• by fluffy99 (870997)

              Cisco has a white paper pushing the G.722 codec which is a 16-bit sampling from 150Hz to 7kHz.
              http://www.cisco.com/en/US/prod/collateral/voicesw/ps6788/phones/ps379/ps8537/prod_white_paper0900aecd806fa57a.html [cisco.com]
              Keep in mind, part of the reason for the white paper is that they want to sell their newest 79xx series VOIP phones.

              • Keep in mind, part of the reason for the white paper is that they want to sell their newest 79xx series VOIP phones.

                True, but those phones have been around for at least 4 years now. In fact, the whole 79xx-range is being phased out, in favour of the 69xx and 99xx series. G.722 does sound very crispy though. Made a test call back then on two phones supporting it, and I remember being amazed at how clear the sound was. I did not expect it could and would make such a difference. In speakermode, it was almost as if the person was sitting next to me.

      • When Fraunhofer IIS instroduced MP3 back in the 90', old establishments also ignored them.
      • by icebike (68054) *

        Well, actually, given the bandwidth capability of LTE there is nothing of a challenge here.
        Any mobile voip client can deliver crystal clear voice quality dramatically better than cellular.

        Its not unusual for me to start a call on cell, ask if the end-user has a direct Voip address and switch to that. I use CsipSimple on android, but there are no shortage of clients, and free voip accounts are everywhere. Even inbound (DID) land-line to Voip numbers can be had for free if you shop around, and DOD voip to l

    • by Anonymous Coward on Saturday February 25, 2012 @04:38PM (#39160087)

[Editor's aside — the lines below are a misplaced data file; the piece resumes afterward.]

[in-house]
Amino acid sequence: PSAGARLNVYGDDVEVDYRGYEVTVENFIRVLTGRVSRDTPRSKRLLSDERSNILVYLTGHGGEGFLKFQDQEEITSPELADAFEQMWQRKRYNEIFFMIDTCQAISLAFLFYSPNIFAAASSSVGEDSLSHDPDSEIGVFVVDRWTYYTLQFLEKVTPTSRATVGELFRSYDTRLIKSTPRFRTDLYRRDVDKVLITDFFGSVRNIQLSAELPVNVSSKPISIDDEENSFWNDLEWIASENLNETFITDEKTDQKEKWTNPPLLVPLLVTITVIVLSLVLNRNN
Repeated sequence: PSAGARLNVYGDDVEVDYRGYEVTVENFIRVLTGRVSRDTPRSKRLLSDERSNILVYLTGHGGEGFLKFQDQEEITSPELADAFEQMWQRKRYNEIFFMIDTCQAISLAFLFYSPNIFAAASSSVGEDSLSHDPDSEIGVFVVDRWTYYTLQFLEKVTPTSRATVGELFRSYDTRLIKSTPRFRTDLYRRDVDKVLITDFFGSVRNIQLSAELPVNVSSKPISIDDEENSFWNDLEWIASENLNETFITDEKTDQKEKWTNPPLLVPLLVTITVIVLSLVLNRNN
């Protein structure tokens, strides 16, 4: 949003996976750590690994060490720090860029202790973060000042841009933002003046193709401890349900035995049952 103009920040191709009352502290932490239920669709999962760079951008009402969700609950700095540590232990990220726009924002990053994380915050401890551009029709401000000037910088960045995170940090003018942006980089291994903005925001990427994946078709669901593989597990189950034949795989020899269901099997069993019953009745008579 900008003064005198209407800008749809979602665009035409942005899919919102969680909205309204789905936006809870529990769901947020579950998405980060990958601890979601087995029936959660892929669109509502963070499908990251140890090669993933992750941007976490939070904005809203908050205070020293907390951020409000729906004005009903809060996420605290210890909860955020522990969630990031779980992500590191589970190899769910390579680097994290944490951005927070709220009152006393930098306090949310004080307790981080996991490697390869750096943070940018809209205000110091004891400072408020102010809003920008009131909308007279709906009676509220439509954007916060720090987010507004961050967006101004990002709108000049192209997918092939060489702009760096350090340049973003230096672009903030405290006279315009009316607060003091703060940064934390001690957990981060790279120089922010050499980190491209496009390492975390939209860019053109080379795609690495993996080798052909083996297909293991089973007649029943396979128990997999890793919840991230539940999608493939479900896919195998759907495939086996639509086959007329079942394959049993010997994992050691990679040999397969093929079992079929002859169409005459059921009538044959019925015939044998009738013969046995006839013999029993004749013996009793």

Skype currently uses the SILK codec, which should give similar quality.

      Skype was also involved with the IETF working group to produce a new codec (called Opus) which is also high quality and will hopefully see more widespread adoption than this AAC-ELD codec.

      Would be interested in seeing some comparisons between Opus and AAC-ELD, especially since Opus can do both voice and music due to its hybrid nature.

      • by mspohr (589790)

        I can tell the difference between the audio on my cell phone calls and my Skype calls. The Skype calls have much better quality.
        I can use Skype over 3G from the South Pacific to the US and the quality is fantastic... better than a local call. The only problem is a bit of lag due to the distance.

      • by jmv (93421) on Saturday February 25, 2012 @05:57PM (#39160481) Homepage

        We actually wanted to compare Opus and AAC-ELD, but there was just no way to actually get an AAC-ELD implementation. The best we were able to do is to get an AAC-LD implementation from Apple. See this demo page [xiph.org] (scroll down) for the comparison we did between AAC-LD and CELT (which is now part of Opus). In the very few modes we had access to, CELT (Opus) was clearly superior to AAC-LD. I've no idea how much better AAC-ELD is.

      • Skype currently uses the SILK codec, which should give similar quality.

        It doesn't matter what Skype uses, it's sunset technology of minor relevance to the larger landscape now that it's owned by Microsoft. Can you spell "Hotmail"?

    • Re: (Score:3, Insightful)

      What's especially funny about mp3 is how all the tools who listen to it don't know or care that there are superior oss codecs. I'm surprised flac or ogg haven't usurbed mp3 tbh.
      • The only tool is the person who cares what someone else uses or cares about.

        • by Anonymus (2267354)